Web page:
I wont go into all the details of the Pentagon Papers affair, since following the high-paced unfolding of the events is a big part of enjoying The Post, whether you remember the case or are just discovering the story for the first time. What makes the movie powerful is the encounter it stages between two characters, one of them static, the other undergoing a process of change. Bradlee is the static one: His journalistic resolve and commitment to freedom of the press are absolute, and he sticks by them from beginning to end. Opposite him is Katharine Graham, a woman in a world of men, who did not choose her position but ended up in it following a personal tragedy (the movie does not say much about her stormy marriage to Philip, who suffered from bipolar disorder) and out of a sense of family responsibility.
Early on in the story Katharine is embarrassed and confused, especially since the story breaks just as her financially struggling newspaper is about to go public on the stock market – a move Graham does not completely understand, but which her advisors warn her might fail if the paper enrages the administration. Another problem is her longtime friendship with McNamara, who will consider her publication of the documents a personal betrayal. The bonds that form between journalists and politicians is one of the still-pressing issues the movie raises. Bradlee tries to convince Graham, who at first refuses to accept it, that such a bond cannot be free of interests on both sides. The example he gives is of his own close friendship with President John. F. Kennedy, which proved beneficial to them both.
The Post follows Graham as she shapes her own role in a male-dominated world and comes to a new understanding of her journalistic values, especially when the moment comes for her to decide whether to allow the Pentagon Papers to appear in The Washington Post – after The New York Times has already been forbidden to do so – even though she and Bradlee could end up in prison for national security violations. The movie ably captures the relationship between Bradlee, whose resolve is clear and strong, and Graham, who must figure out what she thinks under a great deal of pressure and allow her voice to be heard and even change the course of history (early in the movie, we see her unable even to address her all-male board of trustees, and she asks a man to speak in her place). Spielberg benefits greatly here from the long-proven talents of his two stars – Tom Hanks, excellent as ever, and Meryl Streep, who has played quite a few real-life figures and does so this time with her usual skill, her mannerisms complementing Hanks restrained style.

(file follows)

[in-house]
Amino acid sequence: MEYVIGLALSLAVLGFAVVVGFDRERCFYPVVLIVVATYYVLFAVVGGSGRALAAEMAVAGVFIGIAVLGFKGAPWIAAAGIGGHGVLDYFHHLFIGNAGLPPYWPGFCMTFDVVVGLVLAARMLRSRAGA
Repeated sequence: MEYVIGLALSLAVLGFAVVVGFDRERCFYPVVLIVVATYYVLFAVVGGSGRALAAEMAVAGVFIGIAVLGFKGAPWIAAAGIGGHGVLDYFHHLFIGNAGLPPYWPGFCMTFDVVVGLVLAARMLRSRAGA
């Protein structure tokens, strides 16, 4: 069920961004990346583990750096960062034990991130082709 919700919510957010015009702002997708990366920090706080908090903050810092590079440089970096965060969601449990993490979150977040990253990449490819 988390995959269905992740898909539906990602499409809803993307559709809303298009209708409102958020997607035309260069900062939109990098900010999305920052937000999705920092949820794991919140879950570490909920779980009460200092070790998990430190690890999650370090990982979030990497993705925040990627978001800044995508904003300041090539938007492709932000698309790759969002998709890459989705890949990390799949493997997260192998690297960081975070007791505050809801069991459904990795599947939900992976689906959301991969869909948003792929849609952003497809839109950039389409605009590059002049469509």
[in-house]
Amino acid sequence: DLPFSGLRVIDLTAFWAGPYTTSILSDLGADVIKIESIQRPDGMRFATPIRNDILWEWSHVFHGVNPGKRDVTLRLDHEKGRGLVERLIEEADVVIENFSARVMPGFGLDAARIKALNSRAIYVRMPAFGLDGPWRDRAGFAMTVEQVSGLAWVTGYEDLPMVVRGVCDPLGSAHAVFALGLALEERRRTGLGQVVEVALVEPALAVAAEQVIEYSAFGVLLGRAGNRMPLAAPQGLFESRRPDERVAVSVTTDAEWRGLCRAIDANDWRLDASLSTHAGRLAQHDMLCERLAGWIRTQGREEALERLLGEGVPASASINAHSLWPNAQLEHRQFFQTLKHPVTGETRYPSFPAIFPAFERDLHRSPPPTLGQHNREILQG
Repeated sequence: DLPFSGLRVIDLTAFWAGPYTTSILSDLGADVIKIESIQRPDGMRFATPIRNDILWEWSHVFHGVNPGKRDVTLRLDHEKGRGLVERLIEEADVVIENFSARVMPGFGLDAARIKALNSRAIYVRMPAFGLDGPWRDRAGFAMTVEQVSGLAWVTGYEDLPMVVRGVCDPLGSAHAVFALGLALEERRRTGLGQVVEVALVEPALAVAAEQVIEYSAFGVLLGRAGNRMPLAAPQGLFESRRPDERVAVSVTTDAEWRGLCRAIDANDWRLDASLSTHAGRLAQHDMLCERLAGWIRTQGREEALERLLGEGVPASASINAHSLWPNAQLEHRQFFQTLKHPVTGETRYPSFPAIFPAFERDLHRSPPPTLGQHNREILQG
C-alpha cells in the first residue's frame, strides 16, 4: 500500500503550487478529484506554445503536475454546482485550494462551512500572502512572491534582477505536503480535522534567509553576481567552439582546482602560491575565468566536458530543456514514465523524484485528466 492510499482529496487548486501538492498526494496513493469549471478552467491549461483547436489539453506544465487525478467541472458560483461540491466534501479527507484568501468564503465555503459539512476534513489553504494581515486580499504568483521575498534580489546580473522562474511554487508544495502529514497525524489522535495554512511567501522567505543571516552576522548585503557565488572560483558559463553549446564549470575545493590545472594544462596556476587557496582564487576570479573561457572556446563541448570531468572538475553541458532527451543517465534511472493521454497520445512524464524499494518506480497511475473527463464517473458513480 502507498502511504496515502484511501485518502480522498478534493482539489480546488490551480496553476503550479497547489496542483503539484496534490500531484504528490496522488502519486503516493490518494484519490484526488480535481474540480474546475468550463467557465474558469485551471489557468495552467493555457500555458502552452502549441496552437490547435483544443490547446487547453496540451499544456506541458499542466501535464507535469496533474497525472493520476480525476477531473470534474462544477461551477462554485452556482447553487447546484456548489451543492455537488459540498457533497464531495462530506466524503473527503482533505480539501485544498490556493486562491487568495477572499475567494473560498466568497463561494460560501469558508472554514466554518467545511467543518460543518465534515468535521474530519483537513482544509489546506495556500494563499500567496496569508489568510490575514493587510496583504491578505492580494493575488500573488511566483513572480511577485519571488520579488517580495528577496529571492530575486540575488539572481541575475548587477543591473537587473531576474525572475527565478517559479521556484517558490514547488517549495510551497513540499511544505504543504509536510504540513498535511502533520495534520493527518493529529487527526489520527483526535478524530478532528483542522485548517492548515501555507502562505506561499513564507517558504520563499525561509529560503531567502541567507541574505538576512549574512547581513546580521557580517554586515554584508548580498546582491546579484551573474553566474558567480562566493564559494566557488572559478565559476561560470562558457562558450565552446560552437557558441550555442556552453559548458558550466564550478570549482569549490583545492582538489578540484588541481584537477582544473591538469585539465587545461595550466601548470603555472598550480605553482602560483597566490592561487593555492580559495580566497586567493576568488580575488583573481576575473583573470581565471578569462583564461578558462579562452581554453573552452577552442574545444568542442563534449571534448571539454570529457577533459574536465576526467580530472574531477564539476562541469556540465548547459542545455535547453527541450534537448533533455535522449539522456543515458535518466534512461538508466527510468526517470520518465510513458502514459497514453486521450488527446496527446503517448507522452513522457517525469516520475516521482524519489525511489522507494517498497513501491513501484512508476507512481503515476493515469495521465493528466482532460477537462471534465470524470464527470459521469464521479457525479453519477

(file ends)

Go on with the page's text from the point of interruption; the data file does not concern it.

In The Post Spielberg turns the Pentagon Papers affair into a historical fable that delivers a highly relevant message about attacks on the media, the lies of those in power, and the place of women in the public and professional world. While other Spielberg movies not featuring aliens, dinosaurs or fearless archaeologists have been somewhat ambivalent in their ideology (such as Schindlers List and Saving Private Ryan), there is no ambivalence in The Post: This is a direct, forthright movie that turns the exposure of the governments crimes and the defense of the press into an adventure. The adventurous tone is what makes the result fun to watch, but it also makes us realize that if this were only an adventure story, we would not need to be quite so worried.